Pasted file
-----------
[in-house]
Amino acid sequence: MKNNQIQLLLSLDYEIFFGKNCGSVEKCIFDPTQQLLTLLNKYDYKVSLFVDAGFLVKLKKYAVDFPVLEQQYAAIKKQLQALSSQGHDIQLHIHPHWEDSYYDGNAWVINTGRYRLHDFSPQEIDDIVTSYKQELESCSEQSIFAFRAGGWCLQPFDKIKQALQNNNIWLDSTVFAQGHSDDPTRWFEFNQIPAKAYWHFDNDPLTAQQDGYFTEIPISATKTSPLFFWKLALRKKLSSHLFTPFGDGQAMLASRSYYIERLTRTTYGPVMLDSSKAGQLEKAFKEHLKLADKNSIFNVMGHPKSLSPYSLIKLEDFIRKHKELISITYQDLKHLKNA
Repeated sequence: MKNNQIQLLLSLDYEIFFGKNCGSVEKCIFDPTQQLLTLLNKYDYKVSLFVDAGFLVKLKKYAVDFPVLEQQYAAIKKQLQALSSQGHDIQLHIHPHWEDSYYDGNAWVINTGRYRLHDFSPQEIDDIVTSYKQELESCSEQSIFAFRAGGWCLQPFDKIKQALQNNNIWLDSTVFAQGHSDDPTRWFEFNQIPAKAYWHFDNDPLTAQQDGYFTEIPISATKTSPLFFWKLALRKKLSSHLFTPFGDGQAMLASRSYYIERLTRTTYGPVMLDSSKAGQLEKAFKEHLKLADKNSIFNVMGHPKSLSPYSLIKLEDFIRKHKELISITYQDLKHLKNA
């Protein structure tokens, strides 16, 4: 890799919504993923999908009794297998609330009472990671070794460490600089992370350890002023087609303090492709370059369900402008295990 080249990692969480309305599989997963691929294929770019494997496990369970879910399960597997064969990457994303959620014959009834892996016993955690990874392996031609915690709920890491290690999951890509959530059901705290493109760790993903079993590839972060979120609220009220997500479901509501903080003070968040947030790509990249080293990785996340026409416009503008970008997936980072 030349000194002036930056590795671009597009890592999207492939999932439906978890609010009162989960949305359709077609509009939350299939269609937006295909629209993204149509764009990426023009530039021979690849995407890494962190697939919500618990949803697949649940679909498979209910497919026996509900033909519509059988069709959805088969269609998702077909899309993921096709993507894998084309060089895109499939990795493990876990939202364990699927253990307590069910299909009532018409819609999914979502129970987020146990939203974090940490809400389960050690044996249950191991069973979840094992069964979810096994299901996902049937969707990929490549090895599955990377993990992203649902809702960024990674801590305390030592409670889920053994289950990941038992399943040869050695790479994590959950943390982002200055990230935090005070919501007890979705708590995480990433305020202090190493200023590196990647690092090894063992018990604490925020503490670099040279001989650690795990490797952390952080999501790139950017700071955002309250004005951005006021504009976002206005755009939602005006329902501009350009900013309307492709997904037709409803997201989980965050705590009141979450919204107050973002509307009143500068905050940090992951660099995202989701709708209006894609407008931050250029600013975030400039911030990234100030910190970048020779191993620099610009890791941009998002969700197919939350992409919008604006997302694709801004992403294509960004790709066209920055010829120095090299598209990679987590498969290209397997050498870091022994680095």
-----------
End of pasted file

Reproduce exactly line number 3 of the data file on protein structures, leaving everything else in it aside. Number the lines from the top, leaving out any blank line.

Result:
Repeated sequence: MKNNQIQLLLSLDYEIFFGKNCGSVEKCIFDPTQQLLTLLNKYDYKVSLFVDAGFLVKLKKYAVDFPVLEQQYAAIKKQLQALSSQGHDIQLHIHPHWEDSYYDGNAWVINTGRYRLHDFSPQEIDDIVTSYKQELESCSEQSIFAFRAGGWCLQPFDKIKQALQNNNIWLDSTVFAQGHSDDPTRWFEFNQIPAKAYWHFDNDPLTAQQDGYFTEIPISATKTSPLFFWKLALRKKLSSHLFTPFGDGQAMLASRSYYIERLTRTTYGPVMLDSSKAGQLEKAFKEHLKLADKNSIFNVMGHPKSLSPYSLIKLEDFIRKHKELISITYQDLKHLKNA